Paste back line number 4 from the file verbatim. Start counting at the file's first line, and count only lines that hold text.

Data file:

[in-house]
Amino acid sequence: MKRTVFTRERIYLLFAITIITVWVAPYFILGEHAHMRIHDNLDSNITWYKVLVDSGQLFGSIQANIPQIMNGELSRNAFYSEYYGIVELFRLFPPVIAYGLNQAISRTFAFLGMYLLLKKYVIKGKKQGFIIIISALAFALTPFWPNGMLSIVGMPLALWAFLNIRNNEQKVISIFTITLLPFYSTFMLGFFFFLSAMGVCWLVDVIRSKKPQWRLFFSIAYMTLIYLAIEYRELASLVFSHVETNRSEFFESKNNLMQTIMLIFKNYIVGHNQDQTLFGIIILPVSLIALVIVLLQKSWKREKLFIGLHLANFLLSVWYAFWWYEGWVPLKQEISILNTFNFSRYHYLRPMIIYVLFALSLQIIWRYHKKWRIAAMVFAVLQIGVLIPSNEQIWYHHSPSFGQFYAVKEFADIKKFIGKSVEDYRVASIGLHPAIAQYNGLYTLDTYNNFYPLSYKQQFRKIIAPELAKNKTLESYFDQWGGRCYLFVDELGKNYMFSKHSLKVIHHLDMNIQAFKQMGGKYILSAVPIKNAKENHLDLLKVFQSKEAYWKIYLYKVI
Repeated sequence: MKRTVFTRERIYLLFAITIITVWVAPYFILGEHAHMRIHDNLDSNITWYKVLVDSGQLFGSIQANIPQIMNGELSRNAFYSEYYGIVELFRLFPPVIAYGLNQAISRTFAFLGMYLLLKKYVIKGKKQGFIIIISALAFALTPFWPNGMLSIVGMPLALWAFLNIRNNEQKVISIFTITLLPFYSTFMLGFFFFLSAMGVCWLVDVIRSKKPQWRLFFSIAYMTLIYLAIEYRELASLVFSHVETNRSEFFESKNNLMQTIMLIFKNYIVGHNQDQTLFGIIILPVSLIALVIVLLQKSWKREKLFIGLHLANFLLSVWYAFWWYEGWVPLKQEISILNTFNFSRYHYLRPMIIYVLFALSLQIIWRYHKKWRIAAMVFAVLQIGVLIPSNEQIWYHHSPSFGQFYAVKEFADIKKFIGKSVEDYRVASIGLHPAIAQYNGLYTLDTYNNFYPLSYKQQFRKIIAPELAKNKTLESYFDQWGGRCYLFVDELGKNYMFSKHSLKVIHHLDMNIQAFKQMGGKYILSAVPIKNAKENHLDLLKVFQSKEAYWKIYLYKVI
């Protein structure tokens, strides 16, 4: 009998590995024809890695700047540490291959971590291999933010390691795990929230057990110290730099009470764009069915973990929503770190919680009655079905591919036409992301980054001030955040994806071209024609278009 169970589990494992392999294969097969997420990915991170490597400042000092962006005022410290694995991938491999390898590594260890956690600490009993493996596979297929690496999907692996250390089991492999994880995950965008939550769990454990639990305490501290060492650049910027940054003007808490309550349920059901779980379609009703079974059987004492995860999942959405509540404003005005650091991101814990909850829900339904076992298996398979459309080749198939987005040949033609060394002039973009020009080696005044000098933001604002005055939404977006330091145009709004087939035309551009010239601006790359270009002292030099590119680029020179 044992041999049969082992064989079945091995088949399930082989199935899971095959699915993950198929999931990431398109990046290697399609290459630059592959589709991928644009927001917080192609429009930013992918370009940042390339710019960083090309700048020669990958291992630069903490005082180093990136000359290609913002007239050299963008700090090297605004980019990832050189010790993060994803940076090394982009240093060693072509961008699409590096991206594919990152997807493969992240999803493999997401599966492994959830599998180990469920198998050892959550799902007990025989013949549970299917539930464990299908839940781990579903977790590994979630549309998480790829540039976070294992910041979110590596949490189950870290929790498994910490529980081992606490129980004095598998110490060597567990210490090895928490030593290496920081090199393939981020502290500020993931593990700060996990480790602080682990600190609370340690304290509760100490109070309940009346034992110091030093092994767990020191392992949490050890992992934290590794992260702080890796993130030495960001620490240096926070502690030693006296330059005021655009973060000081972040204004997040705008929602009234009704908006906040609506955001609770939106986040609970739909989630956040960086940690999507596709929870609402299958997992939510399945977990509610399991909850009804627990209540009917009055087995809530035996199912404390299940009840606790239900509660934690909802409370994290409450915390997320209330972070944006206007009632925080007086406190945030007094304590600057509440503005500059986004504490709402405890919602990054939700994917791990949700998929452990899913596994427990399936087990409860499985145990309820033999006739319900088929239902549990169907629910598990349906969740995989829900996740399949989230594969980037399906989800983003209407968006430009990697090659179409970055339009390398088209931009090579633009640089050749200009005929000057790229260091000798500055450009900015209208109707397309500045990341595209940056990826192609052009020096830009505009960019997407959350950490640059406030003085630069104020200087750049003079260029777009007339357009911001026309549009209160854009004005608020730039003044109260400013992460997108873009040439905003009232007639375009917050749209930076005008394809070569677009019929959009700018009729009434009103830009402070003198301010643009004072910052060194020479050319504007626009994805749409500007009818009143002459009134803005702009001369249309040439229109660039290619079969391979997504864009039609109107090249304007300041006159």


């Protein structure tokens, strides 16, 4: 009998590995024809890695700047540490291959971590291999933010390691795990929230057990110290730099009470764009069915973990929503770190919680009655079905591919036409992301980054001030955040994806071209024609278009 169970589990494992392999294969097969997420990915991170490597400042000092962006005022410290694995991938491999390898590594260890956690600490009993493996596979297929690496999907692996250390089991492999994880995950965008939550769990454990639990305490501290060492650049910027940054003007808490309550349920059901779980379609009703079974059987004492995860999942959405509540404003005005650091991101814990909850829900339904076992298996398979459309080749198939987005040949033609060394002039973009020009080696005044000098933001604002005055939404977006330091145009709004087939035309551009010239601006790359270009002292030099590119680029020179 044992041999049969082992064989079945091995088949399930082989199935899971095959699915993950198929999931990431398109990046290697399609290459630059592959589709991928644009927001917080192609429009930013992918370009940042390339710019960083090309700048020669990958291992630069903490005082180093990136000359290609913002007239050299963008700090090297605004980019990832050189010790993060994803940076090394982009240093060693072509961008699409590096991206594919990152997807493969992240999803493999997401599966492994959830599998180990469920198998050892959550799902007990025989013949549970299917539930464990299908839940781990579903977790590994979630549309998480790829540039976070294992910041979110590596949490189950870290929790498994910490529980081992606490129980004095598998110490060597567990210490090895928490030593290496920081090199393939981020502290500020993931593990700060996990480790602080682990600190609370340690304290509760100490109070309940009346034992110091030093092994767990020191392992949490050890992992934290590794992260702080890796993130030495960001620490240096926070502690030693006296330059005021655009973060000081972040204004997040705008929602009234009704908006906040609506955001609770939106986040609970739909989630956040960086940690999507596709929870609402299958997992939510399945977990509610399991909850009804627990209540009917009055087995809530035996199912404390299940009840606790239900509660934690909802409370994290409450915390997320209330972070944006206007009632925080007086406190945030007094304590600057509440503005500059986004504490709402405890919602990054939700994917791990949700998929452990899913596994427990399936087990409860499985145990309820033999006739319900088929239902549990169907629910598990349906969740995989829900996740399949989230594969980037399906989800983003209407968006430009990697090659179409970055339009390398088209931009090579633009640089050749200009005929000057790229260091000798500055450009900015209208109707397309500045990341595209940056990826192609052009020096830009505009960019997407959350950490640059406030003085630069104020200087750049003079260029777009007339357009911001026309549009209160854009004005608020730039003044109260400013992460997108873009040439905003009232007639375009917050749209930076005008394809070569677009019929959009700018009729009434009103830009402070003198301010643009004072910052060194020479050319504007626009994805749409500007009818009143002459009134803005702009001369249309040439229109660039290619079969391979997504864009039609109107090249304007300041006159």